from google image for education only

 Not so, during the Vietnamese war.  These men were looked down upon, and shamed upon returning home.  Not only were they shamed, but because of the confusion and turmoil at home and in congress about the war, the men were often left in the field without adequate back up. We were being out fought by a lesser army, and out thought.  Our young men from the fields of Georgia, Alabama, Mississippi, and small towns from West Virginia to Texas died in those jungles and the ones who survived came home to a nation who were ashamed of them and detested them.  The war they were told was necessary, but the country became to believe the war was unjust and rejected it and the men who served there, fairly or not.
Australian  troops pinned down in battle    artist unknown    from google for education only
if you know this artist I would like to give him credit.

These men have had a life time of healing to do, not only for dealing with the horrors of war, but managing the shame and disrespect a nation inflicted on them when they came home.  In another war they would have come home heroes, but not this one….and they would suffer and they did. But they were not the only ones who suffered.  Both sides suffered, the North Vietnamese and the land, the animals and all of Vietnam.  People get caught in wars, they just happen to live where the conflict is, whether it is Egypt, Syria, Afghanistan, Iraq, Cambodia, or Korea. No one wins in a war, people die, people are maimed, animals are injured or killed, the land is scared and everyone is marked psychologically forever.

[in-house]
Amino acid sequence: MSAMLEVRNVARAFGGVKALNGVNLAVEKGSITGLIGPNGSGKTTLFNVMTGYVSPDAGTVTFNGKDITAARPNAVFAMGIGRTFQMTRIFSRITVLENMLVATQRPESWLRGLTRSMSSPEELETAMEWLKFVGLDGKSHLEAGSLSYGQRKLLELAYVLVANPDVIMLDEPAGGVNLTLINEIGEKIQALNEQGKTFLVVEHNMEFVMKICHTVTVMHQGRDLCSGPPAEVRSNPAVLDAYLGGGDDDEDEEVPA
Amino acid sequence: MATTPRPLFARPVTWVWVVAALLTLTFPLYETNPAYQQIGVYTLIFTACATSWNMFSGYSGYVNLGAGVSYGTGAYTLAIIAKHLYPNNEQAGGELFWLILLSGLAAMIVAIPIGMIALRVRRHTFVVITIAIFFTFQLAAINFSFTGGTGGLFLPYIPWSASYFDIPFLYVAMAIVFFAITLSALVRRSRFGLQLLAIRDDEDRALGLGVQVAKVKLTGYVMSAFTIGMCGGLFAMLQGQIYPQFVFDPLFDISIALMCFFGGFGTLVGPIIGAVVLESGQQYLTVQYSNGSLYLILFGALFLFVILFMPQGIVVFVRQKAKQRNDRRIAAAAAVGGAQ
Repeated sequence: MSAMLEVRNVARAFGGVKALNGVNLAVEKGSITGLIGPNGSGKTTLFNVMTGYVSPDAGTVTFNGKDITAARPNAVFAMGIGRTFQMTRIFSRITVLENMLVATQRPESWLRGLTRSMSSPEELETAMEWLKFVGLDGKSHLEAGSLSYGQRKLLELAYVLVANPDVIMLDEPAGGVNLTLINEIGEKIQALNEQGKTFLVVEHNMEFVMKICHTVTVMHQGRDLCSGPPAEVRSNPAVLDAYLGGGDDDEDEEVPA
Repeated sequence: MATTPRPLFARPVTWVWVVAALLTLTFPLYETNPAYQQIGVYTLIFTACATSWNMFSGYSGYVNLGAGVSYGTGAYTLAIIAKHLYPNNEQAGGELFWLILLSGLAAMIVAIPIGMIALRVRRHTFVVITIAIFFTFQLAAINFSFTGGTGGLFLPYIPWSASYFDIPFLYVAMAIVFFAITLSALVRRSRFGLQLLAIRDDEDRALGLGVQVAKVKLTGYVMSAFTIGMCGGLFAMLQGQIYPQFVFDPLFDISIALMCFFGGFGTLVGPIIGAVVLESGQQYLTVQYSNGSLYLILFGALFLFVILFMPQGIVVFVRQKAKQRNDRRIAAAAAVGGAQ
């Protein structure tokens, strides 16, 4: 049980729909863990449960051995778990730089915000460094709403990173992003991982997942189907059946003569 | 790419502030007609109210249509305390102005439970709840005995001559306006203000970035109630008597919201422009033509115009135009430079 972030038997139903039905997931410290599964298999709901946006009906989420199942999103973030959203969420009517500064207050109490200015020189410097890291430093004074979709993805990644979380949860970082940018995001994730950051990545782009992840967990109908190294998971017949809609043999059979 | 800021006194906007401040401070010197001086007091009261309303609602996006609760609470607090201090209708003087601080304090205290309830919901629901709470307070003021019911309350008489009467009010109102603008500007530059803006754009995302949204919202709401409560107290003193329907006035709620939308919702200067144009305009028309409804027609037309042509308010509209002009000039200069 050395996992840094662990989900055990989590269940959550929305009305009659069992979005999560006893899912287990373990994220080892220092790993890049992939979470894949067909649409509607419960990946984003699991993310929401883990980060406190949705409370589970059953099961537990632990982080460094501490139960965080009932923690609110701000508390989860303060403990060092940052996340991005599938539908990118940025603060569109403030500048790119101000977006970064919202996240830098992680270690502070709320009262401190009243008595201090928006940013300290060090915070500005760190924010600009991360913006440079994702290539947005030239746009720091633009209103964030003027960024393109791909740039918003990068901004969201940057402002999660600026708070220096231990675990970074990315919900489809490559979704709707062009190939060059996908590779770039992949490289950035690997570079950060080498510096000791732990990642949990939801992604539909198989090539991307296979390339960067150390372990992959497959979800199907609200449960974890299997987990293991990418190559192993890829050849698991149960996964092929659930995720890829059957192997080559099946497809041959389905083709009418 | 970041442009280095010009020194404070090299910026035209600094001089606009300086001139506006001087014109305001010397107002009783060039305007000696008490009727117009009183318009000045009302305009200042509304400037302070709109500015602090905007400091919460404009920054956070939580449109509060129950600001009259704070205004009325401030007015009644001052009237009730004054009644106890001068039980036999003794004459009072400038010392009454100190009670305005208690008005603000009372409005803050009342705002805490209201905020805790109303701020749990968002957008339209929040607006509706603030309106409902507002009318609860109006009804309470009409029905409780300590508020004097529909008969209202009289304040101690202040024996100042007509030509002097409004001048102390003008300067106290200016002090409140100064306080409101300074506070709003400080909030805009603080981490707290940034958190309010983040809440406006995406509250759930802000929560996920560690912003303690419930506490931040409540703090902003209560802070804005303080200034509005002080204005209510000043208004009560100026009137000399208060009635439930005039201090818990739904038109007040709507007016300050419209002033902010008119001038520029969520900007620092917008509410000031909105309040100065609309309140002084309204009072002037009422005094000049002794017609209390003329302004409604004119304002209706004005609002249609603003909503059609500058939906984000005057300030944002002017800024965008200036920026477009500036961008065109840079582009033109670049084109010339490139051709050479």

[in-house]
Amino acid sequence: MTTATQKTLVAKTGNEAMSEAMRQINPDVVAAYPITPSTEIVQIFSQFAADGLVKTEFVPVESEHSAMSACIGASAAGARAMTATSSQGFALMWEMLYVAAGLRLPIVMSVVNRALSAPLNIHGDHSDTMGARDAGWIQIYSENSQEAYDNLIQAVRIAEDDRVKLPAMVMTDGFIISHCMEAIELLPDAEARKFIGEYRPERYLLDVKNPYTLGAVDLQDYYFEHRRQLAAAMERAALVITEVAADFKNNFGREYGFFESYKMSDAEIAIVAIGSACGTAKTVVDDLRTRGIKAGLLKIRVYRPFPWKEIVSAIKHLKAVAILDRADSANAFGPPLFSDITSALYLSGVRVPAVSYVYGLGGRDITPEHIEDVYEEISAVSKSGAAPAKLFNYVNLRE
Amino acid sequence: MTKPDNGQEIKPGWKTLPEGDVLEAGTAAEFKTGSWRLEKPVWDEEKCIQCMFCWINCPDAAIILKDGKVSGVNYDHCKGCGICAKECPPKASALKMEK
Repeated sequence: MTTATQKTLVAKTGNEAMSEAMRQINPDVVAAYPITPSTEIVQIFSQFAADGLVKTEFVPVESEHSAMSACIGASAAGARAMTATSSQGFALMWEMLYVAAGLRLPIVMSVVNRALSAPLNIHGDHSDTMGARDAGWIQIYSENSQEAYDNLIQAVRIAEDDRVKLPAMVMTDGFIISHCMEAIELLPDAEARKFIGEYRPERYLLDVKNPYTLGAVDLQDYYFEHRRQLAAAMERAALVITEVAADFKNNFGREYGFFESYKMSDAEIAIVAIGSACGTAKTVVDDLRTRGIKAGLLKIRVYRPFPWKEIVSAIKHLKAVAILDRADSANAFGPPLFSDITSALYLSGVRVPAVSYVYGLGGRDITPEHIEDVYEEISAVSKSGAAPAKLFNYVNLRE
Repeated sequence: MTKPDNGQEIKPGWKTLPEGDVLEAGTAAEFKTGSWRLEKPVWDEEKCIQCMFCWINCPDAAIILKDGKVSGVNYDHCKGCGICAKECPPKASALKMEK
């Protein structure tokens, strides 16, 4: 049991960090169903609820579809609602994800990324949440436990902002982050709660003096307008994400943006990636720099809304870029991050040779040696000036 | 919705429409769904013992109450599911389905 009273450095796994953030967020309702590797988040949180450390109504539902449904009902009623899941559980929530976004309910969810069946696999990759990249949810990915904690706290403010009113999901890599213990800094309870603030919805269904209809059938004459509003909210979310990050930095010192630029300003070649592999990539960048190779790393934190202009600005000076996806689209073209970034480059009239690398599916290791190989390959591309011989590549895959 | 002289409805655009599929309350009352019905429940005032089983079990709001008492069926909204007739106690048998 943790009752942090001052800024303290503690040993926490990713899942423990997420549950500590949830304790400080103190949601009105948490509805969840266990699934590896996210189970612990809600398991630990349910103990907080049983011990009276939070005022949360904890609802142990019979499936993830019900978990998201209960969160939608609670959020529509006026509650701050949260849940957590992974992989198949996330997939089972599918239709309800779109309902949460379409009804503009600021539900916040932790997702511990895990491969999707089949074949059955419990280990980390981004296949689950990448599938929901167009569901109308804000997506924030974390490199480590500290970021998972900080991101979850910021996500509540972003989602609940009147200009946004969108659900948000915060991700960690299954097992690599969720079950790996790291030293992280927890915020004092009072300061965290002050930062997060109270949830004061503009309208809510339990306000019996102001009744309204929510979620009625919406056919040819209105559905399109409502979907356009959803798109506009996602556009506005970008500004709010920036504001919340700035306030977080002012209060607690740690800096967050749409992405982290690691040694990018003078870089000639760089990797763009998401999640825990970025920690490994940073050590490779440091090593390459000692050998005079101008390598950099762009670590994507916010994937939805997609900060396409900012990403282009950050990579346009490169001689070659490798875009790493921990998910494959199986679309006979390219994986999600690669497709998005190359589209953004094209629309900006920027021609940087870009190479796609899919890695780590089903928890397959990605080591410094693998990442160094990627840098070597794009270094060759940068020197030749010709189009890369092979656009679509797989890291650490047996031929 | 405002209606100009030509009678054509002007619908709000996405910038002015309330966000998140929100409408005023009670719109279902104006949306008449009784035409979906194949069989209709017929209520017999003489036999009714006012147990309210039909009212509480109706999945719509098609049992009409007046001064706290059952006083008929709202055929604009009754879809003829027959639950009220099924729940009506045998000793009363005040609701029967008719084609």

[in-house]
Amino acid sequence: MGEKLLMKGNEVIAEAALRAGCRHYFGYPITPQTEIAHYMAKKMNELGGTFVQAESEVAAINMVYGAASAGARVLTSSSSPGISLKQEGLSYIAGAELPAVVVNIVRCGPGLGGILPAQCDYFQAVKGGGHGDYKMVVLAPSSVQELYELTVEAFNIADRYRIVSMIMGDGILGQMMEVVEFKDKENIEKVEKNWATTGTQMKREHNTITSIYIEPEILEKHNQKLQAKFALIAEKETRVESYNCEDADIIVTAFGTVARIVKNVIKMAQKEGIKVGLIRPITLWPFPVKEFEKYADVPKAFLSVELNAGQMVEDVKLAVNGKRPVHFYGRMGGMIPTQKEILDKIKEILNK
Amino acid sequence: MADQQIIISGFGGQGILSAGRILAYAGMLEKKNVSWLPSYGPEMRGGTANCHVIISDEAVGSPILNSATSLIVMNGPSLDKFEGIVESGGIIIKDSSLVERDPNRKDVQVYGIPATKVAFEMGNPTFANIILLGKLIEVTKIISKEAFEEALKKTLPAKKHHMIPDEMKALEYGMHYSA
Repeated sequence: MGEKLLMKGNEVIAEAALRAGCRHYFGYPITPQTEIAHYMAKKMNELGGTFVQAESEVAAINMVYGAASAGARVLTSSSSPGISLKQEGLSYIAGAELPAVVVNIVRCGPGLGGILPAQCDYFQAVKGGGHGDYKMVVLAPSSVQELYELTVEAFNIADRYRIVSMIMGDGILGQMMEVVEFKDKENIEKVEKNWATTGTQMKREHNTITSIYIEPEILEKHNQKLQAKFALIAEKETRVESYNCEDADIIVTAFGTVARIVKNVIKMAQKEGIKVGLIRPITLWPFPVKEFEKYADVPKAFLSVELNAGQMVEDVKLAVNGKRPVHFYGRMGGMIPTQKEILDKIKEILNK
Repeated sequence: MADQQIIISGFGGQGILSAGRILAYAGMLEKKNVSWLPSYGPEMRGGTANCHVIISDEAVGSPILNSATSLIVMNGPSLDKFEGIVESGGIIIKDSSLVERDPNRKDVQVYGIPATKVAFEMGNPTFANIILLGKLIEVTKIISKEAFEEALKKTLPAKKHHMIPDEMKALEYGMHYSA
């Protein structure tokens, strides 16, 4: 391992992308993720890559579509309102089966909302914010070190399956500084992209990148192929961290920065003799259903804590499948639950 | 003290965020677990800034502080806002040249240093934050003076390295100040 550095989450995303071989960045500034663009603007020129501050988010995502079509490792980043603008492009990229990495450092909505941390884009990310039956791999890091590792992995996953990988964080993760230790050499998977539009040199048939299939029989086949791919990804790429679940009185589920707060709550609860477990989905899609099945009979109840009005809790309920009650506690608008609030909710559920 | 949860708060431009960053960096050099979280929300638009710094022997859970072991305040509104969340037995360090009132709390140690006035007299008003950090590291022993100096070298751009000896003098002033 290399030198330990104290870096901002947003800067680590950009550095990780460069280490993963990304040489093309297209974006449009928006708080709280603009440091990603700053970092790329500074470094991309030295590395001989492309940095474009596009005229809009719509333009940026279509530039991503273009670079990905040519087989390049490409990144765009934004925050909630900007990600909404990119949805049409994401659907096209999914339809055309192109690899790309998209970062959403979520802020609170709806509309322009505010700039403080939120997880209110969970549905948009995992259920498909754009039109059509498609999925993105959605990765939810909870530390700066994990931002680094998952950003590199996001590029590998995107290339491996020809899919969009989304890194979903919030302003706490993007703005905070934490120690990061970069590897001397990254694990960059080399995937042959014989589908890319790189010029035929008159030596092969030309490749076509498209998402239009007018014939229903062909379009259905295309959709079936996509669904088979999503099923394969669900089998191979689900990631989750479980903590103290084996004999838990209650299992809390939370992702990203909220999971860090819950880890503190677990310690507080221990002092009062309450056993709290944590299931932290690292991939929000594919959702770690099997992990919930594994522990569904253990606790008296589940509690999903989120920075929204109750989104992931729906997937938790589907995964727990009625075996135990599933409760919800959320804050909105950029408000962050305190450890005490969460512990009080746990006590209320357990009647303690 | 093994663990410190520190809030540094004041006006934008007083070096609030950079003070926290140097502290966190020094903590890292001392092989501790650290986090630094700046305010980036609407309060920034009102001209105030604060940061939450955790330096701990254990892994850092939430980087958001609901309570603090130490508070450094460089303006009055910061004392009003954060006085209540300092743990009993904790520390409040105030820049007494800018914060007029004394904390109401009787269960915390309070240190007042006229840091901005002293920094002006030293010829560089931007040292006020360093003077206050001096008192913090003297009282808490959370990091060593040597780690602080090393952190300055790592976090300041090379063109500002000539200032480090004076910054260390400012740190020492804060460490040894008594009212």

Viet Nam War           The horrors of war                                    from google for education only

Art helps us see the inhumanity, as in Guernica and the work of the photojournalist below.  Art also helps us to cope with the event, the drama, the pain, and in the years that follow the memories that will haunt those involved for a life time.  Some of the pain was inflicted upon us, and some of the pain is what we inflicted on other human beings.  When we look up close and personal at war and what we did to other humans, whether enemies or friends, it is just too difficult for us to accept that we may be responsible for such horror and violence. 

Art work by Blum

This image below of a little naked girl running down the road being bombed shocked the world of the senseless violence of war that befalls the children caught in the conflict.  These children's village was hit by a napalm bomb which scorches the Earth and every thing on it where if lands.  These children are running from their village that has just been bombed and the young girl in the center has had her clothes burned off of her.  The napalm is like a hot jell that sticks to the body and continues to burn. 

Vietnamese Children running from their village after being  napalmed by US Forces

The story for this young girl does not end here.  I met her years later at a conference in Montreal for Death and Dying Issues( ADAC).  I was with a friend who was attending the conference and was able to attend Kim's incredibly moving speech.  The next day we were eating breakfast in the hotel cafe and Kim walks in by herself.  We invited her to eat with us, which she did.  She then told us her most incredible life story which I will share with you in the next post.  It is a dramatic story, that takes a lifetime to unfold, and it is worthy of us spending more time telling Kim's story.

Kim with her child and showing the scars of the napalm bomb
 In the following post we will continue Kim's story, photo journalists of the Vietnam War, Art related to the war from both sides and at home, and art aimed at healing those who endure the violence of war.